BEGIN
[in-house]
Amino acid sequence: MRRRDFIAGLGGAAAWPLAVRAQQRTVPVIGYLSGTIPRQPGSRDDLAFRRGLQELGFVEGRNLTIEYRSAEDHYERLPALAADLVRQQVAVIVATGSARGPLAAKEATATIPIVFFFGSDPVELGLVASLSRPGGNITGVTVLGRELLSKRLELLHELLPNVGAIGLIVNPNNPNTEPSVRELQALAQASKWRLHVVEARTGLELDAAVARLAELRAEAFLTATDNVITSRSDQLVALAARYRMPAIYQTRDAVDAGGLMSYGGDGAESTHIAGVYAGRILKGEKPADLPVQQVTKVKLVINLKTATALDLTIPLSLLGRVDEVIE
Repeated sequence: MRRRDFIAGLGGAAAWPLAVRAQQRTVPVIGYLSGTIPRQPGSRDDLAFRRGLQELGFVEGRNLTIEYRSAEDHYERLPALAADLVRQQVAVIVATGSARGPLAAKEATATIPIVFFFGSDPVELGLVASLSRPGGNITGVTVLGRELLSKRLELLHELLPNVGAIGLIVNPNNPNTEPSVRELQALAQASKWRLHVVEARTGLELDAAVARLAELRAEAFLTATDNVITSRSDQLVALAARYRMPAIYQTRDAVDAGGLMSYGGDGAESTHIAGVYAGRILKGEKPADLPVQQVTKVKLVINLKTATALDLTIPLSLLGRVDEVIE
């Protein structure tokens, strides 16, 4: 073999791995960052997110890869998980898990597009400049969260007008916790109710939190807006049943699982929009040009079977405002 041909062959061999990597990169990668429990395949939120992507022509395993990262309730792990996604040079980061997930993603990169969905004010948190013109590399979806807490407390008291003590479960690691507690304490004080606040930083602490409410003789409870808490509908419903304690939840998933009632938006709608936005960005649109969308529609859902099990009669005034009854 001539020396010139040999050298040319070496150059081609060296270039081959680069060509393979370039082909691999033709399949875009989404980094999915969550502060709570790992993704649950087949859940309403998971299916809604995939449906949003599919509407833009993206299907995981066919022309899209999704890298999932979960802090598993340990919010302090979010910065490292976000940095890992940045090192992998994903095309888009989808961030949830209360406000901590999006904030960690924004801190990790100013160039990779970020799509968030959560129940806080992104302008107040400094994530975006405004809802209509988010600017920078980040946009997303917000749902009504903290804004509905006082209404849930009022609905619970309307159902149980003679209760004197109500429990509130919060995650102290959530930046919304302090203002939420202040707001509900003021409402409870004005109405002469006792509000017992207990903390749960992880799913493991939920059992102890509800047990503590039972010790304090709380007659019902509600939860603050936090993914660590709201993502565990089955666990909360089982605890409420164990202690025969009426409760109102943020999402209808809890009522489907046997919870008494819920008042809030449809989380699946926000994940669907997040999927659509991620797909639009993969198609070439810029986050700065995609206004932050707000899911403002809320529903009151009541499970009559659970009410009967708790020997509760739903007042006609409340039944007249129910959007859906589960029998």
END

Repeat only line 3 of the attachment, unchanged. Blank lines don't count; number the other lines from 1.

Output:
Repeated sequence: MRRRDFIAGLGGAAAWPLAVRAQQRTVPVIGYLSGTIPRQPGSRDDLAFRRGLQELGFVEGRNLTIEYRSAEDHYERLPALAADLVRQQVAVIVATGSARGPLAAKEATATIPIVFFFGSDPVELGLVASLSRPGGNITGVTVLGRELLSKRLELLHELLPNVGAIGLIVNPNNPNTEPSVRELQALAQASKWRLHVVEARTGLELDAAVARLAELRAEAFLTATDNVITSRSDQLVALAARYRMPAIYQTRDAVDAGGLMSYGGDGAESTHIAGVYAGRILKGEKPADLPVQQVTKVKLVINLKTATALDLTIPLSLLGRVDEVIE